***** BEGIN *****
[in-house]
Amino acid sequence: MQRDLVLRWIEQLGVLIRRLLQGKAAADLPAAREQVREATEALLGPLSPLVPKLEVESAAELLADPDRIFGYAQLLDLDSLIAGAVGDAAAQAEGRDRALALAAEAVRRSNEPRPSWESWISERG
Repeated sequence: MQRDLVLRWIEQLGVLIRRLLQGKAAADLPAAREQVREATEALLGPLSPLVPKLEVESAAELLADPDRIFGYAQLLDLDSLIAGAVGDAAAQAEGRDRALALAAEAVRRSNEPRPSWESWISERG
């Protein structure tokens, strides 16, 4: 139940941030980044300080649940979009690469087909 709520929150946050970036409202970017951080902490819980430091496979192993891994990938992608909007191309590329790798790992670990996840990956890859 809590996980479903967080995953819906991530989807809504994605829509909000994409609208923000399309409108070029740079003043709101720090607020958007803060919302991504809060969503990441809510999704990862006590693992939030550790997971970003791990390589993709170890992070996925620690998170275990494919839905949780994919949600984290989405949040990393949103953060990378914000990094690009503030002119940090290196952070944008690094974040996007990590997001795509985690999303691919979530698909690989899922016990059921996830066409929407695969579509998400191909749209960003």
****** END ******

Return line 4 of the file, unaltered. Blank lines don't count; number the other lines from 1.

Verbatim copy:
């Protein structure tokens, strides 16, 4: 139940941030980044300080649940979009690469087909 709520929150946050970036409202970017951080902490819980430091496979192993891994990938992608909007191309590329790798790992670990996840990956890859 809590996980479903967080995953819906991530989807809504994605829509909000994409609208923000399309409108070029740079003043709101720090607020958007803060919302991504809060969503990441809510999704990862006590693992939030550790997971970003791990390589993709170890992070996925620690998170275990494919839905949780994919949600984290989405949040990393949103953060990378914000990094690009503030002119940090290196952070944008690094974040996007990590997001795509985690999303691919979530698909690989899922016990059921996830066409929407695969579509998400191909749209960003």